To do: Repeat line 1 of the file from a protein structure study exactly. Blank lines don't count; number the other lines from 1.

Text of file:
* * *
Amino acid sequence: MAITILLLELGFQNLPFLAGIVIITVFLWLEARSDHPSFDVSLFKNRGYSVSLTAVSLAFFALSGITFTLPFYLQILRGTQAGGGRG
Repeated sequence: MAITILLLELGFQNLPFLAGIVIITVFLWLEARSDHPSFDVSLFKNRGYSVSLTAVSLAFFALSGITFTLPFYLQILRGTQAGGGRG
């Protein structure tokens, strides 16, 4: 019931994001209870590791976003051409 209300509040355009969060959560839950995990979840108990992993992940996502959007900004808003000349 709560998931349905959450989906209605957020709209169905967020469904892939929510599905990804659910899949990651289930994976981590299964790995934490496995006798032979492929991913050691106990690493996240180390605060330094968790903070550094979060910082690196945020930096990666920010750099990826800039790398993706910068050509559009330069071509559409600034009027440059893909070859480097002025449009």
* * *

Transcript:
Amino acid sequence: MAITILLLELGFQNLPFLAGIVIITVFLWLEARSDHPSFDVSLFKNRGYSVSLTAVSLAFFALSGITFTLPFYLQILRGTQAGGGRG